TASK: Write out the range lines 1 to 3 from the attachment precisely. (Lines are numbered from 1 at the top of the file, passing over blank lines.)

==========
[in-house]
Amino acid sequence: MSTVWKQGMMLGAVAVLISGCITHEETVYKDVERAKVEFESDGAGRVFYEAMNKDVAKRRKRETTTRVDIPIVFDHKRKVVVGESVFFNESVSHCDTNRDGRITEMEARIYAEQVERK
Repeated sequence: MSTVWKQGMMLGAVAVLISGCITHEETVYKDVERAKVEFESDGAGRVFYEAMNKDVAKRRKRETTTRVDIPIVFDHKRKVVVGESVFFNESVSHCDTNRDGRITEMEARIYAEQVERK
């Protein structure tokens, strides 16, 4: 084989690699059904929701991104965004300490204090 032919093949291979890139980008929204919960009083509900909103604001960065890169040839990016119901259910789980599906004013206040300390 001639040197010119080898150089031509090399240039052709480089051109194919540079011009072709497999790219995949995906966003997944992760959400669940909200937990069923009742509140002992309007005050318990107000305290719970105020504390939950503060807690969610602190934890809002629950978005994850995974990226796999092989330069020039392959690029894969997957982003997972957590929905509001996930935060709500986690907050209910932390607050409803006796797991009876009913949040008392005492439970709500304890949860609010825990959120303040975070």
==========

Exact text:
[in-house]
Amino acid sequence: MSTVWKQGMMLGAVAVLISGCITHEETVYKDVERAKVEFESDGAGRVFYEAMNKDVAKRRKRETTTRVDIPIVFDHKRKVVVGESVFFNESVSHCDTNRDGRITEMEARIYAEQVERK
Repeated sequence: MSTVWKQGMMLGAVAVLISGCITHEETVYKDVERAKVEFESDGAGRVFYEAMNKDVAKRRKRETTTRVDIPIVFDHKRKVVVGESVFFNESVSHCDTNRDGRITEMEARIYAEQVERK